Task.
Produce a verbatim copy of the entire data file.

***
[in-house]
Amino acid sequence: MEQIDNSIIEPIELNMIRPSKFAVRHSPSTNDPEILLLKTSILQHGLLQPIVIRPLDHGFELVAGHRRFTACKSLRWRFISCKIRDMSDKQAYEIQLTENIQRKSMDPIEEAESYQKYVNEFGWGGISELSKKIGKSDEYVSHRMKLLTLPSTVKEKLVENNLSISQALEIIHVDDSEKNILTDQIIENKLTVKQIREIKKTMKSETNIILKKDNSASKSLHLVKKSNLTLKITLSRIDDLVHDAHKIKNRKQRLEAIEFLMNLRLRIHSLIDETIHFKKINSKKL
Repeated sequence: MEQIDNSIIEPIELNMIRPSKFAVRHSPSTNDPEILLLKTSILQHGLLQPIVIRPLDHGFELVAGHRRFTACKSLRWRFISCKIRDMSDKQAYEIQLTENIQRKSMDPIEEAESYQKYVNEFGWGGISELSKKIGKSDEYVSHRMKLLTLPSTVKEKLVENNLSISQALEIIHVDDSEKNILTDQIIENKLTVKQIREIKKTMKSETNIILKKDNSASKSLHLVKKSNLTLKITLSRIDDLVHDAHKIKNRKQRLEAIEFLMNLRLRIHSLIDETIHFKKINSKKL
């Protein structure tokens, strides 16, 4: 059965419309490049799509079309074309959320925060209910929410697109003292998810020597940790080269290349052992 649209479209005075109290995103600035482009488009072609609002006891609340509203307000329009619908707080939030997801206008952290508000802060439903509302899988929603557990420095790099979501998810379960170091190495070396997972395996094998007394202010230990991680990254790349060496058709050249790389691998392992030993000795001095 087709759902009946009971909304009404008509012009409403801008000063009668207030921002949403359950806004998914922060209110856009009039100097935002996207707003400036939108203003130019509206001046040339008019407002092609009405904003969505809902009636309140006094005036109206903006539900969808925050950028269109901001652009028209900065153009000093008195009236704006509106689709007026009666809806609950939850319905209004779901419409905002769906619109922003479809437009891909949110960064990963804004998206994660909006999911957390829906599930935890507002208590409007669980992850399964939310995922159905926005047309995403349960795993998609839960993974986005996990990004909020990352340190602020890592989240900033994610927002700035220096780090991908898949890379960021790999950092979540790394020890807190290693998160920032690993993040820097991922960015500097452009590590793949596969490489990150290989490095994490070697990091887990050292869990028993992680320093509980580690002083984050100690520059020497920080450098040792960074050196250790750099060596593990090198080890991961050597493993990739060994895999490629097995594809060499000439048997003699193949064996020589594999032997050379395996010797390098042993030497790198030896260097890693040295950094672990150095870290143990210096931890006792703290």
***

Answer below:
[in-house]
Amino acid sequence: MEQIDNSIIEPIELNMIRPSKFAVRHSPSTNDPEILLLKTSILQHGLLQPIVIRPLDHGFELVAGHRRFTACKSLRWRFISCKIRDMSDKQAYEIQLTENIQRKSMDPIEEAESYQKYVNEFGWGGISELSKKIGKSDEYVSHRMKLLTLPSTVKEKLVENNLSISQALEIIHVDDSEKNILTDQIIENKLTVKQIREIKKTMKSETNIILKKDNSASKSLHLVKKSNLTLKITLSRIDDLVHDAHKIKNRKQRLEAIEFLMNLRLRIHSLIDETIHFKKINSKKL
Repeated sequence: MEQIDNSIIEPIELNMIRPSKFAVRHSPSTNDPEILLLKTSILQHGLLQPIVIRPLDHGFELVAGHRRFTACKSLRWRFISCKIRDMSDKQAYEIQLTENIQRKSMDPIEEAESYQKYVNEFGWGGISELSKKIGKSDEYVSHRMKLLTLPSTVKEKLVENNLSISQALEIIHVDDSEKNILTDQIIENKLTVKQIREIKKTMKSETNIILKKDNSASKSLHLVKKSNLTLKITLSRIDDLVHDAHKIKNRKQRLEAIEFLMNLRLRIHSLIDETIHFKKINSKKL
């Protein structure tokens, strides 16, 4: 059965419309490049799509079309074309959320925060209910929410697109003292998810020597940790080269290349052992 649209479209005075109290995103600035482009488009072609609002006891609340509203307000329009619908707080939030997801206008952290508000802060439903509302899988929603557990420095790099979501998810379960170091190495070396997972395996094998007394202010230990991680990254790349060496058709050249790389691998392992030993000795001095 087709759902009946009971909304009404008509012009409403801008000063009668207030921002949403359950806004998914922060209110856009009039100097935002996207707003400036939108203003130019509206001046040339008019407002092609009405904003969505809902009636309140006094005036109206903006539900969808925050950028269109901001652009028209900065153009000093008195009236704006509106689709007026009666809806609950939850319905209004779901419409905002769906619109922003479809437009891909949110960064990963804004998206994660909006999911957390829906599930935890507002208590409007669980992850399964939310995922159905926005047309995403349960795993998609839960993974986005996990990004909020990352340190602020890592989240900033994610927002700035220096780090991908898949890379960021790999950092979540790394020890807190290693998160920032690993993040820097991922960015500097452009590590793949596969490489990150290989490095994490070697990091887990050292869990028993992680320093509980580690002083984050100690520059020497920080450098040792960074050196250790750099060596593990090198080890991961050597493993990739060994895999490629097995594809060499000439048997003699193949064996020589594999032997050379395996010797390098042993030497790198030896260097890693040295950094672990150095870290143990210096931890006792703290």